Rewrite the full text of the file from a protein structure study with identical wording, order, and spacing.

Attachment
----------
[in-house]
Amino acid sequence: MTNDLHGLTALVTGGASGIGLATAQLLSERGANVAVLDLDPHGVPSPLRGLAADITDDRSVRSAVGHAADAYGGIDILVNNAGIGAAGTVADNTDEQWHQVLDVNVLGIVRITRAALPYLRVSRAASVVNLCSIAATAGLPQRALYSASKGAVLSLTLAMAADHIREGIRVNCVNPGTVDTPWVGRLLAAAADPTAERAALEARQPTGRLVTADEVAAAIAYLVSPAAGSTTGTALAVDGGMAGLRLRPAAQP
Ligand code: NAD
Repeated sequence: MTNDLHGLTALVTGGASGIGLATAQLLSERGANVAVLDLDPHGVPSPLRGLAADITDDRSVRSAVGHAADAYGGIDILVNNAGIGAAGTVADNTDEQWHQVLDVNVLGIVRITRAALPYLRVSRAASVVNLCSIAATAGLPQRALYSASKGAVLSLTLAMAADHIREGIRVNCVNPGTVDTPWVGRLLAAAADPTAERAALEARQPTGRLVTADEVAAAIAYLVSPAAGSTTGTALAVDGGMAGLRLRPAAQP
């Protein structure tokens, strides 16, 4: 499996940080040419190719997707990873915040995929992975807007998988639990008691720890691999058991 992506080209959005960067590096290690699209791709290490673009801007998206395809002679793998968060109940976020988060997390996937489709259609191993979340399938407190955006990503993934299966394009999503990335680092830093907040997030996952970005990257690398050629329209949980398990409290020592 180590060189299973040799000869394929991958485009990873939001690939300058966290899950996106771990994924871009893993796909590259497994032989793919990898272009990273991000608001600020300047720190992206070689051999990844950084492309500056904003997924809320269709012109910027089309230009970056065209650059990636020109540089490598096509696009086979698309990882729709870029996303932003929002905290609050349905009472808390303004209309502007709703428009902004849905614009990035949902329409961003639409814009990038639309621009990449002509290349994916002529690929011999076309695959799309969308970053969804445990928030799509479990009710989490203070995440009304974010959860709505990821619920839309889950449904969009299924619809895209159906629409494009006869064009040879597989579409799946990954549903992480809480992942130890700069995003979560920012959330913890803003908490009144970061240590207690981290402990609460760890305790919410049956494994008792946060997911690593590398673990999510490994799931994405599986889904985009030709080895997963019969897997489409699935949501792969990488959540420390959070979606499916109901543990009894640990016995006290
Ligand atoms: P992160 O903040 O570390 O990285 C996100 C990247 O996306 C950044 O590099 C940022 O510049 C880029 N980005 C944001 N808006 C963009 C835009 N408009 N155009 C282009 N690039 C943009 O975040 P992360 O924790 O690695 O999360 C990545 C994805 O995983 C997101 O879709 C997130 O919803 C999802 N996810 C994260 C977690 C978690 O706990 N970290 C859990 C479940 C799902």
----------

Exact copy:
[in-house]
Amino acid sequence: MTNDLHGLTALVTGGASGIGLATAQLLSERGANVAVLDLDPHGVPSPLRGLAADITDDRSVRSAVGHAADAYGGIDILVNNAGIGAAGTVADNTDEQWHQVLDVNVLGIVRITRAALPYLRVSRAASVVNLCSIAATAGLPQRALYSASKGAVLSLTLAMAADHIREGIRVNCVNPGTVDTPWVGRLLAAAADPTAERAALEARQPTGRLVTADEVAAAIAYLVSPAAGSTTGTALAVDGGMAGLRLRPAAQP
Ligand code: NAD
Repeated sequence: MTNDLHGLTALVTGGASGIGLATAQLLSERGANVAVLDLDPHGVPSPLRGLAADITDDRSVRSAVGHAADAYGGIDILVNNAGIGAAGTVADNTDEQWHQVLDVNVLGIVRITRAALPYLRVSRAASVVNLCSIAATAGLPQRALYSASKGAVLSLTLAMAADHIREGIRVNCVNPGTVDTPWVGRLLAAAADPTAERAALEARQPTGRLVTADEVAAAIAYLVSPAAGSTTGTALAVDGGMAGLRLRPAAQP
């Protein structure tokens, strides 16, 4: 499996940080040419190719997707990873915040995929992975807007998988639990008691720890691999058991 992506080209959005960067590096290690699209791709290490673009801007998206395809002679793998968060109940976020988060997390996937489709259609191993979340399938407190955006990503993934299966394009999503990335680092830093907040997030996952970005990257690398050629329209949980398990409290020592 180590060189299973040799000869394929991958485009990873939001690939300058966290899950996106771990994924871009893993796909590259497994032989793919990898272009990273991000608001600020300047720190992206070689051999990844950084492309500056904003997924809320269709012109910027089309230009970056065209650059990636020109540089490598096509696009086979698309990882729709870029996303932003929002905290609050349905009472808390303004209309502007709703428009902004849905614009990035949902329409961003639409814009990038639309621009990449002509290349994916002529690929011999076309695959799309969308970053969804445990928030799509479990009710989490203070995440009304974010959860709505990821619920839309889950449904969009299924619809895209159906629409494009006869064009040879597989579409799946990954549903992480809480992942130890700069995003979560920012959330913890803003908490009144970061240590207690981290402990609460760890305790919410049956494994008792946060997911690593590398673990999510490994799931994405599986889904985009030709080895997963019969897997489409699935949501792969990488959540420390959070979606499916109901543990009894640990016995006290
Ligand atoms: P992160 O903040 O570390 O990285 C996100 C990247 O996306 C950044 O590099 C940022 O510049 C880029 N980005 C944001 N808006 C963009 C835009 N408009 N155009 C282009 N690039 C943009 O975040 P992360 O924790 O690695 O999360 C990545 C994805 O995983 C997101 O879709 C997130 O919803 C999802 N996810 C994260 C977690 C978690 O706990 N970290 C859990 C479940 C799902």